Edited by ChrisWerb

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1 hour ago, ChrisWerb said:

I did not know, for example that Roman candles were the result of hydraulic fluid.

...nor would I use that as an explanation. Yes, ruptured hydraulic lines tend to spay oil in a fine mist, and aerosolized oil can lead to deflagrations, but they are a one-time kaboom, probably followed by a longer fire. The torch-like flames out of hatches are, in real life, indeed propellant containers burning off without the confinement of breech and barrel.

I am against rationalizing everything that can be seen in Steel Beasts as rooted in deep science. A lot of it is, but when it comes to visual effects we take the pragmatic approach and look at what gives a reasonable effect most of the time. We have certain damages that result in fire, and possibly, also in "a" catastrophic kill effect, the roman candle being one of them. Maybe there is a way how, in code, we can reduce the chance of this effect (and flying turrets) being used if the amount of ammo left in a vehicle is low. This might be a reasonably simple way to bring rising expectations in line with what's actually doable with the finite manpower resources at our disposal. We will certainly not go through every single vehicle model and try to fine-tune the assignment of damage likelihoods to all the different elements, that's simply out of scope.

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Hi Ssnake - I thought that with combustible cases or bagged charges etc. (if not in water jackets etc.) touching off one would set off the others so fast that there would be an explosion, rather than a Roman candle, it's just that the explosion would be a "low order" explosion, perhaps blowing the turret off, rather than a "high order" explosion, through sympathetic detonation rather than ignition. which, particularly when the vehicle is carrying a high proportion of HE and HEAT rounds, will tend to totally blow the vehicle apart, as seen in some knocked out MBTs in Ukraine. This may be an incorrect interpretation on my part.

 

I marvel at the work that has gone into SB every day and, as you know, I am a huge and consistent proponent of SB elsewhere.

Edited by ChrisWerb

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Well, my interest ends at about the point where the first propellant case goes off inside the crew compartment. Whether a fast or slow chain reaction follows, who knows. Maybe it is as you say. Maybe it depends on additional factors, e.g. if multiple cases are ignited (near) simultaneously. In the Leopard 2's hull bunker each round is surrounded by an aluminum tube which arguably fulfills the same role as an individual round's brass shell casing. The exposed parts are the projectile heads themselves and the aft caps. From the photos of Turkish Leopards in Syria we can see that this is no absolute protection; if there's a direct hit that might ignite multiple rounds simultaneously, clearly the gas pressure build-up is so rapid that the turret gets lifted from the hull; in fact, some hulls ripped apart at the welding seams, so it's obvious that it can be a very violent event.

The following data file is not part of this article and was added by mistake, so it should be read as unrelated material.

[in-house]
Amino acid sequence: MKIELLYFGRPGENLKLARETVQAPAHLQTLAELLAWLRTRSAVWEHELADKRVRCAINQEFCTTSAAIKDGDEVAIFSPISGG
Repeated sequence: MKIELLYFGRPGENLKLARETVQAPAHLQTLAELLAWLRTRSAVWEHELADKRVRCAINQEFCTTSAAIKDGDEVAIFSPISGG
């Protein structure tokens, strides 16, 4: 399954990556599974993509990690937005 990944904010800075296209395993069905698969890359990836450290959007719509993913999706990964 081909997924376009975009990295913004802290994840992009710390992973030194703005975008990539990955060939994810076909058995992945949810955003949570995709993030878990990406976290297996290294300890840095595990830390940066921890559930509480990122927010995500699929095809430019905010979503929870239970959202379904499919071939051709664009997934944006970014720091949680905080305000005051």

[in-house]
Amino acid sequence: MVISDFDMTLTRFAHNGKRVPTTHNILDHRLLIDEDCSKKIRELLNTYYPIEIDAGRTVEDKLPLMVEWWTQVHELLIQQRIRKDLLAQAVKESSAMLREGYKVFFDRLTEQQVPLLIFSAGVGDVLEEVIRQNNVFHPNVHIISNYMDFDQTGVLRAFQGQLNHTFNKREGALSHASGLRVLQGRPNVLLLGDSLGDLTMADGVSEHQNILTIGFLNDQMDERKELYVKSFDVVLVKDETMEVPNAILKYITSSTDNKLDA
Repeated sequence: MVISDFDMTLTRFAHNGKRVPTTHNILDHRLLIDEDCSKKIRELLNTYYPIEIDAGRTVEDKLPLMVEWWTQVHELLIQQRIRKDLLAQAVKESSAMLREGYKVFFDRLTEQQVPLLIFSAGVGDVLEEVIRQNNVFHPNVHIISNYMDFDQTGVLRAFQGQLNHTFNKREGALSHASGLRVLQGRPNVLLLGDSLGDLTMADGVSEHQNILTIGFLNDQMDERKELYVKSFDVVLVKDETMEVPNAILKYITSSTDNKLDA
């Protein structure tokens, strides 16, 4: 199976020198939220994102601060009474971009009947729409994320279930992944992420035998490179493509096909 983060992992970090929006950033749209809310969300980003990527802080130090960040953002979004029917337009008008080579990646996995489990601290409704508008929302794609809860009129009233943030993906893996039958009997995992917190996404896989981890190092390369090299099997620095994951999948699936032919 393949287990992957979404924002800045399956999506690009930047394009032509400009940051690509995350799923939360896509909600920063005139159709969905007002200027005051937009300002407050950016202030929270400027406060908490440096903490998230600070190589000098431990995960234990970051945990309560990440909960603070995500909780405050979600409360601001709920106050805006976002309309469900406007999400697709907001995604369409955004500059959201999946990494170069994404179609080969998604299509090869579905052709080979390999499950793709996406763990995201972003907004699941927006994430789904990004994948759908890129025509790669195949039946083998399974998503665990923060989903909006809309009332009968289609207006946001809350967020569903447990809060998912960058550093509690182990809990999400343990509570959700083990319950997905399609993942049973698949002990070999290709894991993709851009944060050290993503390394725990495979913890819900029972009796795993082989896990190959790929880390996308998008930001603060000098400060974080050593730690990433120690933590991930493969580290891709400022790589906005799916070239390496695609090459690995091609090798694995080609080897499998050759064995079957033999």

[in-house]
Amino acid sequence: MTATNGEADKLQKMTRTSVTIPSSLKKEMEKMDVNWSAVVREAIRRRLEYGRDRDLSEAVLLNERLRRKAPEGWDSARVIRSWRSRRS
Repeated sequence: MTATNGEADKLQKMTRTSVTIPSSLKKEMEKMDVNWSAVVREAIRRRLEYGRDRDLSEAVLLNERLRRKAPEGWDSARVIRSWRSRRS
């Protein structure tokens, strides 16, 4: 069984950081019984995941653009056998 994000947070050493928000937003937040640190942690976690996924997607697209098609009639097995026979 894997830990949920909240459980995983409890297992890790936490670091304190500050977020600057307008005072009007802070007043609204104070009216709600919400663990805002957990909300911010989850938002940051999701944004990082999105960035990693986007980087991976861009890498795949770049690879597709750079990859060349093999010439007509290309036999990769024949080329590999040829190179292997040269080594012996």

From the cases where M1 ammo bunkers were hit and we saw the cover plates flying, my take is that even if you have 17 rounds in close proximity an explosion is not guaranteed, but a 30...40 second long intense fire can just as well happen. So, examples of similar events that show different behavior. The conclusion for us is: It's a random selection of what kind of effect we show. Maybe we can reduce the chances of spectacular effects if there is little ammo left in a future version; if it's something that need to be done on a per-vehicle basis (something that we still need to find out) this may take a good while before it happens. It's certainly not a top priority thing, to be honest.

Our top priority is the development of a new software architecture to make Steel Beasts more efficient, so we can achieve high framerates even witrh mediocre PC hardware. Yes, I can get now consistently 55+ fps in our 4.0-turned-4.1 benchmark scenario with a new notebook, but that requires an absurd investment in top of the line hardware (RTX 2070, i-7 9700K, 32 GByte RAM). We squeezed out of the old engine what's possible with version 4.1, and while it's good progress over 4.0 I still can't say that I'm entirely satisfied. I want everybody to be able to experience solid 60 fps even in big scenarios. That appears doable I'm told, but it will absorb a fair bit of attention from our team to pull it off.

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And that's where I'd much rather your effort went, even if it meant an end to new vehicles or changes to the damage model for the forseeable future. What we've got is entirely workable - it just throws up an occasional anomaly which we can easily chalk up to "unlikely stuff happens in war". When I request something on the Wish List thread these days, it's either something I think won't take a staggering amount of effort (for example, a guided round for the Armata) or it's something that might take significant resources, but will have a huge benefit to realism right across the game (subtley more realistic infantry behaviour). I often just post stuff out of curiosity about how things work, particularly when I see apparent anomalies and things I don't properly understand, and, because of my poor communication skills, it's sometimes taken to be a request for a huge amount of time and effort to be spent on something with negligible training benefit and thus unlikely to generate a financial return, which I really don't want.

Edited by ChrisWerb